When you get past groaning over the cliche, Ghost Felicity mostly works here. The scene where the vision is arguing with her and nudges her into a fight with Oliver in the process is especially unsettling to watch, as the viewer is subject to the same car crash of voices that must be bounding around in Felicity's head.
Unfortunately, the pacing here is off as well. Where the Andy-Diggle arc seemed to add an unnecessary beat on the way to its completion, Felicity's inner-panic is undercooked, running to the finish line way too quickly.
Ms. Smoak is recovering from a horrible near-death experience. She may never walk again. I know Felicity is a strong character, and I don't want to see her wallowing in self-pity for the rest of the season, but did we really need her to come to terms with her injuries and insecurities in the space of one episode?
I've never been paralyzed as a result of a supervillain assassination attempt, but I feel like I'd be a mess for more than a 43-minute television episode. The idea of the team having to operate without Felicity (err ... I mean "Overwatch?") while she struggles to get back to her hacker elite status seems like an engaging plot line. Especially because the rational catharsis there is to have her finally break through when Darhk has the capes on the ropes.
"A.W.O.L." is another fun episode, and any "Arrow" chapter that allows Diggle to play protagonist is going to earn praise from most corners of the Arrow fan base. I just wish they'd stuck the landing on both John and Felicity's arcs. There was a lot more emotional ore to mine there, but now we've got to leave it behind.
Left in the quiver:
"Oracle's taken" -- Awww, "Arrow!" You're so cute when you're self-aware!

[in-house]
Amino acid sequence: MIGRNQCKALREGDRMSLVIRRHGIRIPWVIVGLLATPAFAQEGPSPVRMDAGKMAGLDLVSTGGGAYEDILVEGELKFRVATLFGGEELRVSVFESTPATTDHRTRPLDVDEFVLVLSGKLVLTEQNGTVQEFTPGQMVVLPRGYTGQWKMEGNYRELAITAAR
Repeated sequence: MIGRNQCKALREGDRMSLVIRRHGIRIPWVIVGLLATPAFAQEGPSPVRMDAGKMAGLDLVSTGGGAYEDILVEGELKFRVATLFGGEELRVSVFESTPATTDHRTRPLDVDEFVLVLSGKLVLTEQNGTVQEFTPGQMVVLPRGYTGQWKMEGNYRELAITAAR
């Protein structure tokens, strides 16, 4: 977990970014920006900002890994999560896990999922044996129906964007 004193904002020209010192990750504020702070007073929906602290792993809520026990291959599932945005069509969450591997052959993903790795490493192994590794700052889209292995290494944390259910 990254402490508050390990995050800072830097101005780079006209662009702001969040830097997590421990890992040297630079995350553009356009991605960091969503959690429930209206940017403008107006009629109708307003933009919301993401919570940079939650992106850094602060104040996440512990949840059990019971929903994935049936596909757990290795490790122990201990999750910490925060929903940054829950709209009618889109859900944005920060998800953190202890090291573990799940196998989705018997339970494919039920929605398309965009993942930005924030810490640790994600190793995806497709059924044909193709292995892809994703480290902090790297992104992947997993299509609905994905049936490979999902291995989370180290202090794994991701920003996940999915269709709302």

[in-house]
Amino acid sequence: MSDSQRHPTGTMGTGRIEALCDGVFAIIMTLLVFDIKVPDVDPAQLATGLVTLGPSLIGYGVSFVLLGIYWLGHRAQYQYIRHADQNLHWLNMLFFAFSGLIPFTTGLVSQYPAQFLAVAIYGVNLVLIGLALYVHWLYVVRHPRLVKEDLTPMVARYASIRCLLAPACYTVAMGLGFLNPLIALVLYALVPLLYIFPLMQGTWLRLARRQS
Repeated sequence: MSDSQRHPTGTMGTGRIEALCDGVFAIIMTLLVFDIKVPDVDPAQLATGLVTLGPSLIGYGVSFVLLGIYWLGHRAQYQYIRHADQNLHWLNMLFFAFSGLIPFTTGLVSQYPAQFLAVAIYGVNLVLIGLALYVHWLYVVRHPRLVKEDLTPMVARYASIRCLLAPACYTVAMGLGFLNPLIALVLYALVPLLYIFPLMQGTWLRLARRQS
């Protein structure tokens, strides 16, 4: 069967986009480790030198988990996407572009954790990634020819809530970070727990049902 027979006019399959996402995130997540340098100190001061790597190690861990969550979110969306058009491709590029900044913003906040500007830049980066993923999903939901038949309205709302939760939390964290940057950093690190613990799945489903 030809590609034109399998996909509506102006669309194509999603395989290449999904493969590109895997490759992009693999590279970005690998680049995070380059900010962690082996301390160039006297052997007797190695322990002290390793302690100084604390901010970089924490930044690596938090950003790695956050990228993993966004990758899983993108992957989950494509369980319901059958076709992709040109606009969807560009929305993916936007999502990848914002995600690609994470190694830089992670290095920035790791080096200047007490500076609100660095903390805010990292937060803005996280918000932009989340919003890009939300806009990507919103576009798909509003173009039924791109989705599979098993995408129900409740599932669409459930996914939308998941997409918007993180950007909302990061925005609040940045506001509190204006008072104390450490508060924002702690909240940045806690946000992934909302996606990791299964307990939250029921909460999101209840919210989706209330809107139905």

No one actually thinks Amanda Waller is dead, right? I mean, she's Amanda Waller. She's a better version of Nick Fury (non-Sam L. version). Maybe they killed her off so she can come back as CCH Pounder (who voiced her in the Justice League cartoons and is the actual honest-to-goodness real-life incarnation of Amanda Waller).
So the flashbacks have united Baron Reiter (whose name I may or may not have purposefully spelled wrong last week) and Andy Diggle. Does this mean Oliver and Andy may have crossed paths before? Damn it flashbacks, you pulled me back in! I've been enjoying trashing you all season.
Any episode with minimal Laurel dialogue is a good episode.
You know, while the Andy climax didn't hit as hard as it should have, I do like the fact that Diggle still paused about letting him back into his life even after he helped big brother save the day. Andy's hesitance to reunite with his wife and daughter is also a nice save in the end ... there is still healing to be done here and there should be.
All these positive Diggle family vibes, however, make me fear he's the one in the pinebox in those flash forwards. My money is still on Thea (and was never on Felicity) but Diggle has emerged as a Darhk horse candidate (See what I did there ... what? I'm fired? You can't fire me, I quit!)
Spartan and Overwatch sound like superhero code names made up by little kids. And I kind of hate them.